Q5. Congratulations on the new book! What is “Innovation Project Management” mainly about?
Harold Kerzner: When we discuss project management, we usually define it as traditional or operational project management as opposed to strategic project management. We teach students that traditional or operational project management begins with a well-defined statement of work or scope statement where we have a reasonably clear understanding of what we wish to accomplish. Sometimes, we even go so far as to tell project managers NOT to begin the execution of the project until all of the requirements and scope have been identified.
Strategic project management is a relatively new concept. It requires a line of sight from the project team to the strategic objectives of the organization. These types of projects, which most often require innovation and R&D, cannot for the most part be managed using the same tools and techniques that we use in traditional/operational project management. We must use design thinking, brainstorming, alternative analyses, prototyping, etc… which mandates expertise in the tools used as part of VUCA. Therefore, the focus of my book on Innovation Project Management deals with these types of strategic projects that are based upon an idea or intuition rather than well-defined scope.
Q6. With so many books published, you are a productive expert in this field. What are the books that you are most proud of? And what are the motivating factors in writing so many books?
Harold Kerzner: I maintain contact with companies around the world on what they are doing to improve project management performance in their firms. Most of the time they grant me permission to use their material in my books and even to use their corporate logo on the cover of the book. The material they provide to me is a learning experience for me. Even with more than five decades of work in project management, I am still learning new things. My passion is therefore to write project management books that expand state-of-the-art thinking in project management.
Project Management Education Is a Life-long Quest
Q7. What is your life motto? Among all your roles as professor, author, trainer, etc., which one do you enjoy most and why?
Harold Kerzner: My life’s motto is that project management is continuously evolving and that project management education is a life-long quest. I have been in the project management field for more than 50 years and am still learning project management from my colleagues and the companies I consult for and write about in my books.
I like being in the classroom teaching project management. I spend most of my time now lecturing to senior managers. I enjoy telling senior managers that, unless I can see changes for the better in project management in their companies, don’t bother inviting me back again.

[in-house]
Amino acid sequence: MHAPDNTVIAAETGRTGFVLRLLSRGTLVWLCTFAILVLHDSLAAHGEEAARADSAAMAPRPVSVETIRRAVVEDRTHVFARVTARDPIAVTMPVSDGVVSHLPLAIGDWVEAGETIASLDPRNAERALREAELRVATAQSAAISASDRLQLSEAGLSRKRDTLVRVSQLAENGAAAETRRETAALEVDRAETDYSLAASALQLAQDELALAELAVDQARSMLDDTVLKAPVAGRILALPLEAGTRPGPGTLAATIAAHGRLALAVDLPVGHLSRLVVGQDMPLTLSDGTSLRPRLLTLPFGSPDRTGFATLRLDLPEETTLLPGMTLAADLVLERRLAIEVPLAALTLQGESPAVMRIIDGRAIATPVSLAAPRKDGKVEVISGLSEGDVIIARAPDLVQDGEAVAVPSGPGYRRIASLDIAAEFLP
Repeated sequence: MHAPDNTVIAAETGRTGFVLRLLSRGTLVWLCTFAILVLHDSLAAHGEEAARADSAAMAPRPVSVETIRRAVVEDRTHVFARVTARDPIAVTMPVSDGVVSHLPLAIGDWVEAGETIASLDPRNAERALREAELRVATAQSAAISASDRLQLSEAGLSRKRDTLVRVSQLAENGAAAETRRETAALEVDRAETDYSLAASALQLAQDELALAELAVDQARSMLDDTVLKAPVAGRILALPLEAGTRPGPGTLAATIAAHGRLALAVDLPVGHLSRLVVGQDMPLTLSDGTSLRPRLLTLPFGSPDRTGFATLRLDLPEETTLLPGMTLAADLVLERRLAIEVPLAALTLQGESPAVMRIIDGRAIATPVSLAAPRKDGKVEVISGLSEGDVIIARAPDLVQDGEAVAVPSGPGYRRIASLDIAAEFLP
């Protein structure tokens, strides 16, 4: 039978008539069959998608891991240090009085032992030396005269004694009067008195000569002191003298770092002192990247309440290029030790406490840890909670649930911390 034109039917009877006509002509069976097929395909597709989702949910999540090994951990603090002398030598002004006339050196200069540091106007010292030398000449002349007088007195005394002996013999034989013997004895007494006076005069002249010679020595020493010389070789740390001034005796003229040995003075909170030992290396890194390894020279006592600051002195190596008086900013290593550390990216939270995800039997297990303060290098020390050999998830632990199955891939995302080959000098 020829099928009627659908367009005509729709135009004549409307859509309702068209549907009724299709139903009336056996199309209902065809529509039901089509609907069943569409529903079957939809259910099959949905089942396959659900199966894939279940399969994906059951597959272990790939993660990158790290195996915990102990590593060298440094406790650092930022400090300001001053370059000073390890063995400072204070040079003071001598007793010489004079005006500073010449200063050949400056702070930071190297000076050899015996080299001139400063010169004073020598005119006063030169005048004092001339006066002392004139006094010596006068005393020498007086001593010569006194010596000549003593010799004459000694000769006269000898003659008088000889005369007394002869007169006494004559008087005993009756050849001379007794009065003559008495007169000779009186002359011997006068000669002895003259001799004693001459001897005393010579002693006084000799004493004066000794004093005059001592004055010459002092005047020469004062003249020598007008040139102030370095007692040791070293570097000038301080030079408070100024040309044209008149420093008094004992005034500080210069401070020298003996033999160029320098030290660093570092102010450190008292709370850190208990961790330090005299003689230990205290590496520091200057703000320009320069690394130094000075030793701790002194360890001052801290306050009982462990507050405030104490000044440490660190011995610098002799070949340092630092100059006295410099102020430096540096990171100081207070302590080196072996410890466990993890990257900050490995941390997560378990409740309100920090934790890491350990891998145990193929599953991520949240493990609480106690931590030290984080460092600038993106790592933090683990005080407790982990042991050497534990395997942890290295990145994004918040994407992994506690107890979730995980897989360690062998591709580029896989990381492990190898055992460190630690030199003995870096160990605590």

Acceptance Criteria Should Be Established
Q8. With the development of globalization, project team members scatter across the globe. In such a context, how should performance be measured and monitored?
Harold Kerzner: For several decades, performance was measured and monitored using the earned value measurement system which focused on mainly time, cost and scope. Today, we realize that time, cost and scope are not the only criteria for project success. As such, at the start of each project, we must establish acceptance criteria on what will be measured and reported. The acceptance criteria can vary from project to project.
Projects Fail for Reasons
Q9. Based on your observation, what are the common causes for project failure?
Harold Kerzner: If I had to prioritize the list, failure normally begins as a result of meddling from the people in the top floor of the building because (1) they believe that they need to be in total control, (2) they must be involved in any and all decisions, and (3) they may not support project management even though they understand it.
Most failures are a result of more than one cause. Some causes may directly or indirectly lead to other causes. For example, business case failure can lead to planning and execution failure. For simplicity sake, project failures, for all types of projects rather than just innovation projects, can be broken down into the following categories:
Planning/execution failures such as lack of a clear vision, inadequate or incomplete requirements, lack of resources, constantly changing resources, lack of replanning on a regular basis, wrong type of contract, insufficient organizational process assets.
Governance/stakeholder failures such as end use stakeholders not involved throughout the project, minimal or no stakeholder backing; lack of ownership, stakeholders’ incompatible organizational process assets.
Political failures such as new elections resulting in a change of power.
Technical failure can also be industry-specific such as IT failure or construction failure. Some failures can be corrected while other failures can lead to bankruptcy.